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Thursday, 24 September 2015

Climate Change and Refugees

Issue

  • by 2050 about 20 cr people will be climate exiles

  • United Nations Refugee Convention, which offers protection only for those who have been forced to leave their country owing to “well-grounded fear of being persecuted for reasons of race, religion, nationality, membership in a particular social group or political opinion.”

Examples
  • People of atoll nations in the Pacific such as Tuvalu or the Maldives in the Indian Ocean; With an elevation of only a few metres above sea level, will suffer the worst effects of storms and flooding and may be partly or entirely submerged by even a couple of metres of SLR. 
  • Poor nations will suffer most though their own contributions to GHG concentrations in the atmosphere are relatively trivial
    • It is no surprise then that Alliance of Small Island States (AOSIS) has called for global action to limit warming to 1.5°C, as opposed to the general focus on a 2°C limit. 
  • In a grim reminder of reality, however, the World Bank in its report “Turn Down the Heat” says that without action, we could be seeing warming by 4°C above pre-industrial levels.
  • Low-lying delta regions of the world such as those of the Irrawaddy and the Ganges-Brahmaputra are also vulnerable to the effects of SLR. 
  • More than a tenth of humanity resides in vulnerable regions of the world that are within 10 metres of today’s sea level, also known as Low Elevation Coastal Zones (LECZ). Close to half of Bangladesh lies in the LECZ and these areas will be severely affected by rising seas.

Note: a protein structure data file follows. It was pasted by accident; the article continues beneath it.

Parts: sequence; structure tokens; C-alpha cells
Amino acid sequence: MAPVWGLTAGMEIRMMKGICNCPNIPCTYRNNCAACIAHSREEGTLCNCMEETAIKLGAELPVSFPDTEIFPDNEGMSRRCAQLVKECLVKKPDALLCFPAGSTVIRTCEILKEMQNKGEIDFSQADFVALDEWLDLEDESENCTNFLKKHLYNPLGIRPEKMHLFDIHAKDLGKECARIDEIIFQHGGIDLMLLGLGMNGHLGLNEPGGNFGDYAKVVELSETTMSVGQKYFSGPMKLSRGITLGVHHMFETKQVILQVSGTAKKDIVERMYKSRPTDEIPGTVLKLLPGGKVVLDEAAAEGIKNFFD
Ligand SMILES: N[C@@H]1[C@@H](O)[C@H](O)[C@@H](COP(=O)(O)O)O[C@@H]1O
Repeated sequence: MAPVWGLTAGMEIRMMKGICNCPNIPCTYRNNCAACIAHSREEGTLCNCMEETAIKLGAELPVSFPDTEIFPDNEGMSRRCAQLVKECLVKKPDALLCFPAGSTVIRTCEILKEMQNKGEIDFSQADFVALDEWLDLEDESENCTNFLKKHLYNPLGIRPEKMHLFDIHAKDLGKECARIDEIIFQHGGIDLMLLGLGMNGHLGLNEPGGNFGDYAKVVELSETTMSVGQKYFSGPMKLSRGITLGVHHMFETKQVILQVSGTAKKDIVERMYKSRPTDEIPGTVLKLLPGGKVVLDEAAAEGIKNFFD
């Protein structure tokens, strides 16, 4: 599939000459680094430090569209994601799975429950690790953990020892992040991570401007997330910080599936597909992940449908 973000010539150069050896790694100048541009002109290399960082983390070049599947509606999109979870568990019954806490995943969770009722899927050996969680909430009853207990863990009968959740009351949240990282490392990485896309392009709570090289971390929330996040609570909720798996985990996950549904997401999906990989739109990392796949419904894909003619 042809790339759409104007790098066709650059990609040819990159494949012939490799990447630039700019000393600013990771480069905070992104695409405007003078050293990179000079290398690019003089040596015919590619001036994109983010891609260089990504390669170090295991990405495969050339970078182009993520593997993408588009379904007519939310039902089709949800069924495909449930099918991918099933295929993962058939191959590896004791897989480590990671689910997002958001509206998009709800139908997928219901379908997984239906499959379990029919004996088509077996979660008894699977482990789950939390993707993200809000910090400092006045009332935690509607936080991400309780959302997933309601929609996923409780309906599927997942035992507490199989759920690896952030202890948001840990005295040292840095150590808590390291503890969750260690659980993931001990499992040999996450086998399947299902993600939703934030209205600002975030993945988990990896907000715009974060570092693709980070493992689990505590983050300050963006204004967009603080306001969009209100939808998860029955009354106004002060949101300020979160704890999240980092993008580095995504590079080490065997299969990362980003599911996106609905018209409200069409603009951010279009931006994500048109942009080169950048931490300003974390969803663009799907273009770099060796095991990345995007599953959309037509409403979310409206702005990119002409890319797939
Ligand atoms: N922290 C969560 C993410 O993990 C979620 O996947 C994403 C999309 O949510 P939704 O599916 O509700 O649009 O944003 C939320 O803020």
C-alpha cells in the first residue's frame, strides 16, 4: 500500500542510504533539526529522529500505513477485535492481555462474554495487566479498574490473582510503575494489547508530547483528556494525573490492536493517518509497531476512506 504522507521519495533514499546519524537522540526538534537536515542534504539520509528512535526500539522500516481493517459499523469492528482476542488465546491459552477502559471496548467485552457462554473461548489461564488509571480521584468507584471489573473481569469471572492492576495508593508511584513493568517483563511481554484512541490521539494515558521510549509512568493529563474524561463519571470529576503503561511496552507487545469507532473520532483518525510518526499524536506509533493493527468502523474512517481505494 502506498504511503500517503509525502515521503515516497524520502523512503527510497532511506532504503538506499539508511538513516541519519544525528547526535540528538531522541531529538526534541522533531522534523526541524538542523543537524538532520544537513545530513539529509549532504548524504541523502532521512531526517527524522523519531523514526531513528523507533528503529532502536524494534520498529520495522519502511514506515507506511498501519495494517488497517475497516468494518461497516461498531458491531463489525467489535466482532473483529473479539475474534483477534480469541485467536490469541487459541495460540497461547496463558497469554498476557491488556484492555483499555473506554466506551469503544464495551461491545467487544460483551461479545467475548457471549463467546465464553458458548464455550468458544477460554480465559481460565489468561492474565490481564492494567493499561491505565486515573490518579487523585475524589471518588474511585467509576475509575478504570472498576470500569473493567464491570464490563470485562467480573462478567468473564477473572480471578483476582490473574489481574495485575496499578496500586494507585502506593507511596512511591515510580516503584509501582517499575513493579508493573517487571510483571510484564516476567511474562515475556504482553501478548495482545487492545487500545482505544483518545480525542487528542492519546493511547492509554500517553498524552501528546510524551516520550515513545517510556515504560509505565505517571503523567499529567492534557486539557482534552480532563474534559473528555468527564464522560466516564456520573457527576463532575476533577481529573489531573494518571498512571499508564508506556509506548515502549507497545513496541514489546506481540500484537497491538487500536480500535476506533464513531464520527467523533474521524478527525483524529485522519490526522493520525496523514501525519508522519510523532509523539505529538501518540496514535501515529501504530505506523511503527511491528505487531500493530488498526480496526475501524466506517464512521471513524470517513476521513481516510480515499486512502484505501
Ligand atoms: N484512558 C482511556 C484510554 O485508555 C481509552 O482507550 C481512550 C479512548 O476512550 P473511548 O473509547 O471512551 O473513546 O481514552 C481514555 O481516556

Solution
  • Anticipating these changes with rising temperature, it is important that we prepare to address these issues instead of building fortress-like nations. Regional agreements, joint action, training and skills, sharing of knowledge, technologies, lessons from successes and failures to adapt should all be part of a regional focus in preparing for SLR. Labour agreements are especially important and should be combined with skill building and training in advance of migration.
  • Loss and damage (L&D)
    • L&D tries to capture these types of inability to cope with the effects of warming. 
    • This is distinct from mitigation, or reducing greenhouse gas emissions, and adaptation, or finding ways to live in a warmer world. 
    • At COP19 of the UNFCCC, held in Warsaw in 2013, all parties agreed to set up a new mechanism on L&D. 
    • The issue is important because even after GHG emissions are reduced and communities adapt to climate change, there would still be loss and damage to people, livelihoods and infrastructure as a result of their inability to cope with climate change. Loss generally refers to the complete forfeiture of items like land, ecosystems, or of human lives, while damage refers to the harm to infrastructure and property that could be repaired. The term includes both economic and non-economic losses.
    • Developing countries “are fighting tooth and nail to ensure L&D figures in the core agreement at Paris
    • The text of the recently concluded meeting of Like Minded Developing Countries in Delhi states that the issues for the Paris COP are “mitigation, adaptation, finance, capacity building, technology development and transfer, transparency of action and support as well as loss and damage.” Acknowledging and acting on these issues would help prevent the kind of crisis we are now seeing in Europe in future as a result of climate change.

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